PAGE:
One swagger carried a handful of manure, and, on being turned down at the farmhouse door, would remark that he was so hungry he’d have to eat it. This ruse generally succeeded in getting the householder to relent, but it backfired when he tried it with a Scotsman. When the manure was exhibited, the pinchpenny Scot exclaimed, “Hoots mon, dinna eat that! Come doon the stable, and I’ll gee-ye some fresh stuff.”
For some farmers, feeding a swagger was the quickest way of getting rid of him. Many regarded swaggers as “sponging undesirables,” even going so far as to demand that they be press-ganged into labour camps. Others welcomed the colour and humour they brought to conformist farming communities. What price a meal when the swagger brought news and character?
Perhaps such farmers also felt it best to suspend judgment on the unfortunates at their door. For who knew what fate had in store? Tomorrow, it might be you on the road.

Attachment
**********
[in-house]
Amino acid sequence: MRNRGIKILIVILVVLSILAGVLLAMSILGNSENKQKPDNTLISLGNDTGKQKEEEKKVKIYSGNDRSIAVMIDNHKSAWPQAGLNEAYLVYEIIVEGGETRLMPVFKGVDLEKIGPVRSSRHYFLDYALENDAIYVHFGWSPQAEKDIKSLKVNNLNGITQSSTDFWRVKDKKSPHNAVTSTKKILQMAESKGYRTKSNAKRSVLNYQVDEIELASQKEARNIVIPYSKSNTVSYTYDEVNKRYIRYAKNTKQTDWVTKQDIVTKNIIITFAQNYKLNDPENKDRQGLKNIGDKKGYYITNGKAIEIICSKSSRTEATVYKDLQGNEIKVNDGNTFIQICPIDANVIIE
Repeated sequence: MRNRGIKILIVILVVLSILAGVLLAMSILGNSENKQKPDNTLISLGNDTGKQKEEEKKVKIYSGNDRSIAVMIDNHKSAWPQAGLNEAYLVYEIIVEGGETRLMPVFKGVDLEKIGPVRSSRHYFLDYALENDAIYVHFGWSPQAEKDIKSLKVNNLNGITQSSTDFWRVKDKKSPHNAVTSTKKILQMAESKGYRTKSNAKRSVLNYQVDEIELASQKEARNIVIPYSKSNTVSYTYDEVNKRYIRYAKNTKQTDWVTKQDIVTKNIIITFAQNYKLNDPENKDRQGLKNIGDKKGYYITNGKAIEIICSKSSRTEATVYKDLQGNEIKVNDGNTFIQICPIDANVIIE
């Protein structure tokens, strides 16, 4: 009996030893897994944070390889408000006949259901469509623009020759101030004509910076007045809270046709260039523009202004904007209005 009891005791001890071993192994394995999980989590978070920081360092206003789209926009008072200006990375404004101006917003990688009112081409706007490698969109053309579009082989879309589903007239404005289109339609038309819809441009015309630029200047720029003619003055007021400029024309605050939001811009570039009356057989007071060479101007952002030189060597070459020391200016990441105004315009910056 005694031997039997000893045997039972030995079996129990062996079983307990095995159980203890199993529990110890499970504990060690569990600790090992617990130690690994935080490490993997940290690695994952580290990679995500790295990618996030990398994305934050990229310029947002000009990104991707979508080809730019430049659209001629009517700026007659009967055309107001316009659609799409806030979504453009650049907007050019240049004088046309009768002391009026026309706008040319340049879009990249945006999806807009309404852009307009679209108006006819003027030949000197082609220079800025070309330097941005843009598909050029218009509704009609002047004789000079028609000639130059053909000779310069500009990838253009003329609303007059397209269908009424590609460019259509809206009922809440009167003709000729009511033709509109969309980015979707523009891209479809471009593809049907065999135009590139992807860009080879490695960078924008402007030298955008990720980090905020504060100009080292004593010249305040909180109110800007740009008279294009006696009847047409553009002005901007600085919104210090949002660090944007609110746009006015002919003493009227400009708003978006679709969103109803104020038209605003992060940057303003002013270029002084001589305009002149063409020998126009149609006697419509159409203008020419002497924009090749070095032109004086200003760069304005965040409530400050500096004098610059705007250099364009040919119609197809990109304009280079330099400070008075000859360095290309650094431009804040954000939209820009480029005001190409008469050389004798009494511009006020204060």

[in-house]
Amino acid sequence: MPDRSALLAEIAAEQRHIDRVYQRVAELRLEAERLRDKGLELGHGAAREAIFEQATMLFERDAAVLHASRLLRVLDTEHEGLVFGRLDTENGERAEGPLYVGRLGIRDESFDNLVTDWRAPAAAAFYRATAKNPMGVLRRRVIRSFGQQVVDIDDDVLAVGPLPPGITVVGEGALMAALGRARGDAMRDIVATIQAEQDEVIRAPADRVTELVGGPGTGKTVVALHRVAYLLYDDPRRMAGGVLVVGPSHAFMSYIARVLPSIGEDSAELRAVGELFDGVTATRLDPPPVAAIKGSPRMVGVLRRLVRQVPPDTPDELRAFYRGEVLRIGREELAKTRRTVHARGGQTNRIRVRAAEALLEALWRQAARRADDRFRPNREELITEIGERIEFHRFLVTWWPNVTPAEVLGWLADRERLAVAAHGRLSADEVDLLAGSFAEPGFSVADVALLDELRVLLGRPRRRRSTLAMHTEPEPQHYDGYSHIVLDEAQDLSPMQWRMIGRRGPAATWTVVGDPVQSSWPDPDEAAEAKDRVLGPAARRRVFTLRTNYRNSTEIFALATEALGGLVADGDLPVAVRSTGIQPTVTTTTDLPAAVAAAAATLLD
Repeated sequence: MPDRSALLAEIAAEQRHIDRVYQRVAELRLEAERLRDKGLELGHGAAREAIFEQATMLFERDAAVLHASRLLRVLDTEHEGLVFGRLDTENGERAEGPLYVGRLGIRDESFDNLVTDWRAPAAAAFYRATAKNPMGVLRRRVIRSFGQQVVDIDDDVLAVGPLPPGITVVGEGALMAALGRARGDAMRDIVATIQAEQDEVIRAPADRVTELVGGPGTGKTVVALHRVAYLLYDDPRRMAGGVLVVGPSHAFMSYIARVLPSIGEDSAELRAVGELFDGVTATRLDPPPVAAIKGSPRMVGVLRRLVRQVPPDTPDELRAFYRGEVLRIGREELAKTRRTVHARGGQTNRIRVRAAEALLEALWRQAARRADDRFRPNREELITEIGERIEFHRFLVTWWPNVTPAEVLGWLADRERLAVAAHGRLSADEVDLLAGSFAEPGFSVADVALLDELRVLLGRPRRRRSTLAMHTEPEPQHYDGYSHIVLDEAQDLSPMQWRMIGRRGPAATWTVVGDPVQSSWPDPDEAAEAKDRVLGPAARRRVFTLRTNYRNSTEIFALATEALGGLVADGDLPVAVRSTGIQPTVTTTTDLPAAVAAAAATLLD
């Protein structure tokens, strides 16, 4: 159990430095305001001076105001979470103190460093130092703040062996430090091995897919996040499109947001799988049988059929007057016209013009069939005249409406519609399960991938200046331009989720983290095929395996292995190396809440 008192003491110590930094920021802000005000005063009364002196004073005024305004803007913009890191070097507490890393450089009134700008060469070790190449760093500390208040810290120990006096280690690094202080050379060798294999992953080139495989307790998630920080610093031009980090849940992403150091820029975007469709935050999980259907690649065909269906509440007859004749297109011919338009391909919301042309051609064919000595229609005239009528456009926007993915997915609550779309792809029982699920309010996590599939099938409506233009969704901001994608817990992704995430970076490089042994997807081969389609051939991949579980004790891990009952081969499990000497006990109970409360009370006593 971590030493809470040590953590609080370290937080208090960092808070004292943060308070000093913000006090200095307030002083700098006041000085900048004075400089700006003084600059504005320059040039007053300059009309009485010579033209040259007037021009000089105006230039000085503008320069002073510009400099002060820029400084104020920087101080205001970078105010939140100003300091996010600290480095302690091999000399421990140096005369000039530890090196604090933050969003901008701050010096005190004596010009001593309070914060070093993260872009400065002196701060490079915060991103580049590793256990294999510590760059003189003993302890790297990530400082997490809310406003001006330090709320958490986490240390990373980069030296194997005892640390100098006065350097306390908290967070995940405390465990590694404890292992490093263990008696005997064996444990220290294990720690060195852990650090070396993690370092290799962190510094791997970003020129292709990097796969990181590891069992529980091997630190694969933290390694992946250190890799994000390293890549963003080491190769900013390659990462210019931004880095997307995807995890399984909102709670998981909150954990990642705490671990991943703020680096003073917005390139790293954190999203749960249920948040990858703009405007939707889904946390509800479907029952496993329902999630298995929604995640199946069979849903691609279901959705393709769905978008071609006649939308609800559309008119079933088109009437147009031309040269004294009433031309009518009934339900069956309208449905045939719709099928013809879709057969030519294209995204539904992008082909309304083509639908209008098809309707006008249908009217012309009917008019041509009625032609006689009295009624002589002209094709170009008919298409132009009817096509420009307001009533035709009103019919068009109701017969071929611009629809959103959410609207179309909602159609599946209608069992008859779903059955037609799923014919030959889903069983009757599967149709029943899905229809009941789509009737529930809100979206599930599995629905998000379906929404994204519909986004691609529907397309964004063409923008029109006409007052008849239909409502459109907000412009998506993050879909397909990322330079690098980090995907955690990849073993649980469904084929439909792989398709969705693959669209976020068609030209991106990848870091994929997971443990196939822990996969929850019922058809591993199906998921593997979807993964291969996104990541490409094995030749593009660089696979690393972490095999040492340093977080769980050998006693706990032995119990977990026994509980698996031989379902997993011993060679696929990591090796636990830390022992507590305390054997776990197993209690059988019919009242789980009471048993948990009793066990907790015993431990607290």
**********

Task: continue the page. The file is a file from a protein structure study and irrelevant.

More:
Charlie Stuart of the Marlborough Sounds caught that essential truth in some lines he wrote, based on a Robbie Burns original:
Swagging is an Honest Trade Which wealthy Knaves Despise Yet Rich Folks may be Swaggers made And we who swag may Rise.
It was for boots that I visited the museum in Wanganui. They were size 11, by the look of them. The soles had as many as five layers in places—leather strips and two slabs of car tire, held in place with nails bent back over themselves. Inside were layers of cardboard for padding. At the back, loops of string passed through holes bored in the uppers, no doubt so they could be tied to a swag when not in use.
These boots had been owned by Barret Crumen, a.k.a. Russian Jack, and were given to farmer K. E. Reynolds in the Turakina Valley in exchange for a new pair. How many miles did they cover? And what pain was felt by the feet that filled them?
“Russian Jack” was a name given to any swagger who had an eastern European accent. There were at least two other swaggers who had the same name. Barret Crumen was the best known, a familiar sight on the lower North Island roads for half a century.